Statistics 234
Spring,
2022
This
graduate course will focus on reinforcement learning algorithms and sequential decisionmaking
methods with special attention to how these methods can be used in digital
health. Reinforcement learning (RL) is
the area of machine learning which is concerned with sequential decision
making. We will focus on the areas of
sequential decision making that concern both how to select optimal treatment
actions as well as how to evaluate the impact of these actions.
Digital
health is an area that lies within multiple scientific disciplines including
statistical science, computer science, behavioral science
and cognitive neuroscience. This makes for very exciting interdisciplinary work!
Smartphones and wearable devices have remarkable sensing capabilities allowing
us to understand the context in which a person is at a given moment. These
devices also have the ability to deliver treatment
actions tailored to the specific needs of users in a given location at a given
time. Figuring out when and in which context, which treatment actions to
deliver, can assist people in achieving their longerterm health goals. In the last 1520 minutes of many of the
classes we will brainstorm about how the methods we discussed during that class
might be useful in digital health.
This course
will cover the following topics: Markov
Decision Processes, onpolicy and offpolicy RL, least
squares methods in RL and Bayesian RL, namely posterior sampling. Most of the course will focus on Bayesian RL
via posterior sampling. Bayesian RL is particularly useful in mobile health as
posterior sampling facilitates offpolicy and continual learning. The Bayesian
paradigm facilitates the use of prior data in initializing an RL
algorithm. If time permits, we will spend
some time at the end of the semester on hierarchical RL as this area provides a
way to start thinking about managing multiple types of mHealth treatments each
targeting a different reward. Other topics from statistics, machine learning
and RL that are potentially important in digital health but that we won’t cover
are (you could consider in your class project) include: 1) transfer learning
(using data on other similar users to enable faster learning); 2)
nonstationarity (dealing with slowly changing or abrupt changes in user
behavior); 3) interpretability of policies (enabling communication with
behavioral scientists by making connections to behavioral theories); 4) using
approximate system dynamic models to speed up learning, 5) multiagent RL and 6) multitask learning.
Professor: Susan Murphy (samurphy@fas.harvard.edu).
Class Times: Monday
and Wednesday 1:30pm2:45pm at the Science Center, room 705. No class 2/21, 3/14, 3/16.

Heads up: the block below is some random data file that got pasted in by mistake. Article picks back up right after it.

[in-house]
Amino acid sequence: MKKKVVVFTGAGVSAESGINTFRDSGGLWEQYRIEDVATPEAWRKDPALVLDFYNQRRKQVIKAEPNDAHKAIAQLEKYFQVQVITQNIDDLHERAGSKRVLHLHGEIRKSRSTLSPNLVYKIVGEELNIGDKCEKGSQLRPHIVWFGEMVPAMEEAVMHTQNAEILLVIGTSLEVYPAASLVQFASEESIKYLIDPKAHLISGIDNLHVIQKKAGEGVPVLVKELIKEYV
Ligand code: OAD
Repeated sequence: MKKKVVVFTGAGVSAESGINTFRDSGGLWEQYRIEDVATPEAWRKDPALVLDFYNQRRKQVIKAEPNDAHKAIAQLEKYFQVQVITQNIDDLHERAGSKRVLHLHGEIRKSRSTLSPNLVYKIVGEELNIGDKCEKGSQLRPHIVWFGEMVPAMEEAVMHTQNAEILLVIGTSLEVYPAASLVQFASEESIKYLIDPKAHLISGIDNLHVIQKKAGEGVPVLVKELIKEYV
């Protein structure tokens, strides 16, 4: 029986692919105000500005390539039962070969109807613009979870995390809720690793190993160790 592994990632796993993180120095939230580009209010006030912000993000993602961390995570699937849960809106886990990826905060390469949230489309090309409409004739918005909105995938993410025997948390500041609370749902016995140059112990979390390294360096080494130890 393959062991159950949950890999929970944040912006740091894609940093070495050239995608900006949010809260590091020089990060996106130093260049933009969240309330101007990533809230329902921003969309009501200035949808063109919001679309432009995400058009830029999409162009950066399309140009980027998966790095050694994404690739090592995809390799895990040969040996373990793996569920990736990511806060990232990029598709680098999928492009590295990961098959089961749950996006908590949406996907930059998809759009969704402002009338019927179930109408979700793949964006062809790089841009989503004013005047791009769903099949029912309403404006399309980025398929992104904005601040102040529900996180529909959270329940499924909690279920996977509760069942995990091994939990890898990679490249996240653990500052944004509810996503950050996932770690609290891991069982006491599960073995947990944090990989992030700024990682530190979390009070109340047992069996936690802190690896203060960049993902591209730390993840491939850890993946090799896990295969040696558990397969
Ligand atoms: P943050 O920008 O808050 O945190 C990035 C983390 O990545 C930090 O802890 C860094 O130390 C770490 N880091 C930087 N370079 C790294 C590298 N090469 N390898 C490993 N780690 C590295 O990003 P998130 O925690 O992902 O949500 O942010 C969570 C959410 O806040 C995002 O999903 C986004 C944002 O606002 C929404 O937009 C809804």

TF:
Eura Shin (eurashin@g.harvard.edu)
Raaz
Dwivedi (dwivediraaz@gmail.com)
Office
Hours:
Susan Murphy’s Office Hours: By appointment at 5:15pm on Thursdays in SEC 2.335
Raaz Dwivedi’s Office Hours: 34pm Wednesday, location SC 316.06
Eura Shin’s Office Hours: 34pm Monday, location SC 316.06
Website:
Book: Sutton R. & Barto A. (2020). Reinforcement
Learning: An Introduction (2^{nd} Edition). Cambridge: The MIT
Press. No purchase is necessary; you
can download a pdf copy here.
Ch. 21 of Russell & Norvig, (Artificial Intelligence A
Modern Approach, 3rd edition is on Canvas in the Files Section). 4th edition can be found via the Harvard
Library Hollis.
Required
Papers:
A variety of papers will be assigned; see below.
Prerequisites: Recommended
prerequisites are the equivalent of stat210 and compsci181.
Typical
Class:
1:30pm: Quiz
assigned on Canvas is due
1:30pm: Sit
with your group.
1:302:00pm: 30 Min. Lecture
2:002:10pm: Breakout with your group (Discuss
quiz and question posed in Lecture)
2:102:20pm: Class Discussion (one of
the groups leads the discussion)
2:202:45pm: 25 Min. Lecture
Course Outline: This outline will be
constantly updated—please check prior to each class!
Date 
Topic 
Reading Assignments 

01/24 
Intro 

01/26 
Bandit 
Ch.
2 of Sutton & Barto 

01/31 
Bandit 
Ch.
2 of Sutton & Barto 

02/02 
MDPs 
Ch. 3 of Sutton & Barto File on Canvas: TemporalCreditExplorationExploitationDiscussion.pdf 

02/07 
MDPs 
Ch. 34 of Sutton & Barto File on Canvas: M_Z_Estimating
Functions.pdf 

02/09 
MDPs 
Ch. 5 of Sutton & Barto 

02/14 
Two decision making problems: The learning algorithm (Bandit alg./RL
algorithm) and the policy that solves MDP 
Maybe Ch. 21 of
Russell & Norvig, (Artificial Intelligence A Modern Approach, 3rd edition is on Canvas in the Files
Section). 4th edition can be found via
the Harvard Library Hollis. 

02/16 
Control 
Ch. 6 of Sutton & Barto. Files on Canvas: EligibilityTracesDiscussion.pdf and M_Z_Estimating
Functions.pdf 

02/23 
Least Squares Methods in RL 
Bellman equation → LSTD, LSPI,
LSVI(see
algorithm 3 in appendix) Files on Canvas:
M_Z_Estimating Functions.pdf 

02/28 
Least Squares Methods in RL 
Bellman equation → LSTD, LSPI,
LSVI(see
algorithm 3 in appendix) Files on Canvas:
M_Z_Estimating Functions.pdf 
guest
speaker 
03/02 
Finish LSPI. Thompson Sampling. 
LSPI, LSVI(see
algorithm 3 in appendix) Russo,
Van Roy, Kazerouni, Osband
and Wen, 2017, revised 2020
(Sections 14, 7.1,7.5, 8.1.3, example 8.4) 

Each student must arrange a meeting with
Eura, Raaz or Susan to discuss initial project ideas between 02/2803/04 

03/07 

An RL
algorithm for the Oralytics digital app

Anna Trella and Kelly Zhang